Sunday, September 18, 2011

President Obama on Empathy

Just watch and listen...



And from then-Senator Obama's speech at the 2004 Democratic Convention:

...for alongside our famous individualism, there’s another ingredient in the American saga, a belief that we’re all connected as one people. If there is a child on the south side of Chicago who can’t read, that matters to me, even if it’s not my child. If there is a senior citizen somewhere who can’t pay for their prescription drugs, and having to choose between medicine and the rent, that makes my life poorer, even if it’s not my grandparent. If there’s an Arab American family being rounded up without benefit of an attorney or due process, that threatens my civil liberties.

It is that fundamental belief -- It is that fundamental belief: I am my brother’s keeper. I am my sister’s keeper that makes this country work. It’s what allows us to pursue our individual dreams and yet still come together as one American family.

E pluribus unum: "Out of many, one."

Those are just two examples. But President Obama has been saying this in one form or another in almost every major speech he's made for a very long time. As a matter of fact, the folks at Culture of Empathy put together a video of all the clips they could find of him talking about empathy. The final video is just a little less than 2 hours if you'd like to check it out.

But President Obama's sense of empathy isn't some pie-in-the-sky do-gooderism of extending it only to those who will appreciate it or laud you for it. Like many visionaries of our past, he pushes things beyond the comfortable to the hard and difficult places. James Kloppenberg developed this understanding by reading Obama's books.

Almost everything you need to know about Obama is there on the printed page. In contrast to the charges coming now from right and left, Obama is neither a rigid ideologue nor a spineless wimp. The Obama who wrote Dreams and Audacity stands in a long tradition of American reform, wary of absolutes and universals, and committed to a Christian tradition that prizes humility and social service over dogmatic statements of unbending principle. A child of the philosophical pragmatists William James and John Dewey, Obama distrusts pat formulas and prefers experimentation.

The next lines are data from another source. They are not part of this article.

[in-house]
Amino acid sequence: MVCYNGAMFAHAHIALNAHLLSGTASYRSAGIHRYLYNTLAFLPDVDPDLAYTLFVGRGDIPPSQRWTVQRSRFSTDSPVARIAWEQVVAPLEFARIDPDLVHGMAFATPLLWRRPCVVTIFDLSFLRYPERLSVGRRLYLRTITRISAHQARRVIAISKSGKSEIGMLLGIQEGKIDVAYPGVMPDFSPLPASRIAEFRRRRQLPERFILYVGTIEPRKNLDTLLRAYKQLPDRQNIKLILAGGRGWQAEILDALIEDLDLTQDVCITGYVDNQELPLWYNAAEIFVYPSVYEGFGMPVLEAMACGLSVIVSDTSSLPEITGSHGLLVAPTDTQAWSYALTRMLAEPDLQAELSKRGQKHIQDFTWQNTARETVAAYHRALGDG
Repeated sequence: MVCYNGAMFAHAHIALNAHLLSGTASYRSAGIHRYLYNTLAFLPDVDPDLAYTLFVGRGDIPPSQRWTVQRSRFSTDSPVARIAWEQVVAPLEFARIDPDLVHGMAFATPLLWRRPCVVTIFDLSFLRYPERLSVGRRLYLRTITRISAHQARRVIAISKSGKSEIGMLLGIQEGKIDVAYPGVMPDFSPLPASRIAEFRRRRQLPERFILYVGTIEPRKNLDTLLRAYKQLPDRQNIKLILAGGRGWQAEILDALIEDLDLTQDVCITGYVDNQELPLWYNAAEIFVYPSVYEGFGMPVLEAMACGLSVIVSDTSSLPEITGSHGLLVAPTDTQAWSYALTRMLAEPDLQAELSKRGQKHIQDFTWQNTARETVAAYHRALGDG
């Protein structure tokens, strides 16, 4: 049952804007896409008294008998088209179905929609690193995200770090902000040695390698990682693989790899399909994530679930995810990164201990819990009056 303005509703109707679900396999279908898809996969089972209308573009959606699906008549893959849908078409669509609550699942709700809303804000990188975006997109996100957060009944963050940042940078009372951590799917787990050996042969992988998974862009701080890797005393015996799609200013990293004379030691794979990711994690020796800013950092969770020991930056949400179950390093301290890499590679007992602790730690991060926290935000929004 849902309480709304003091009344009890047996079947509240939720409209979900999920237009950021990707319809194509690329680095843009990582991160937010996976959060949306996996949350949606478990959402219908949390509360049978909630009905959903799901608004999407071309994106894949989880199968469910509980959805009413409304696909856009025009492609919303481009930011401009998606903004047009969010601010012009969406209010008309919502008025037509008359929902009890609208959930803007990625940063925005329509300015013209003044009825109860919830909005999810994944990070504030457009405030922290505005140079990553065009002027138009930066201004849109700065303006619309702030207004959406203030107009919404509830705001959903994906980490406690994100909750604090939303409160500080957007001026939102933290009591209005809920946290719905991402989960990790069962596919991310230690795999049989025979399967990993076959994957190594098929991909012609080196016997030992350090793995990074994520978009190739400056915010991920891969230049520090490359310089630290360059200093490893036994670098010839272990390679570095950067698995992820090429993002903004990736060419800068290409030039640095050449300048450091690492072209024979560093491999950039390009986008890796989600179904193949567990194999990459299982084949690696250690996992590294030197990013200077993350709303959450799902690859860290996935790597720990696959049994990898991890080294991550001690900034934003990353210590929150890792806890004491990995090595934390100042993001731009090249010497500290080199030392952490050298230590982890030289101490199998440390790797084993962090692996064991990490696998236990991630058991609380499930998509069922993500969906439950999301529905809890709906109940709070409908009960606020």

Throughout his career, Obama has refused to demonize his opponents. Instead, he has sought them out and listened to them. He has tried to understand how they think and why they see the world as they do. His mother encouraged this sense of empathy, and it’s a lesson Obama learned well. Since January 2009, Obama has watched his efforts at reconciliation, experimentation, and -consensus--building bounce off the hard surfaces of political self-interest and entrenched partisanship, but there is no reason to think he will abandon that strategy now. He knows that disagreement is a vital part of the American fabric, and that our differences are neither shallow nor trivial.

Although Obama’s reform agenda echoes aspects of those advanced by many Democrats over the last century, he has admitted—and this is the decisive point in understanding his outlook—that his opponents hold principles rooted as deeply in American history as his own. “I am obligated to try to see the world through George Bush’s eyes, no matter how much I may disagree with him,” he wrote in Audacity. “That’s what empathy does—it calls us all to task, the conservative and the liberal … We are all shaken out of our complacency.” Obama rejects dogma, embraces uncertainty, and dismisses the fables that often pass for history among partisans on both sides who need heroes and villains, and who resist more-nuanced understandings of the past and the present.
(Emphasis mine)

President Obama knows that there is a very profound difference between empathy and agreement. But he also realizes the slippery slope on which we embark when we demonize our opponents and cast them as enemies.

And so he calls us to empathy - for "the least of these" in our communities, but also for those we would consider our opponents. I know that too often I don't live up to the standard he's setting for us. But its his vision and courage to do so that is my challenge on a daily basis.

1 comment:

  1. Thank you for posting this. I voted for President Obama, because of this. I read both books he wrote. Ever since his keynote address for Kerry in 2004 he always spoke about there only being one America, and that we are our brother's and sister's keeper and that we should take care of the least of us. He has been very consistent that he wants to improve our country for all Americans and move our country forward.

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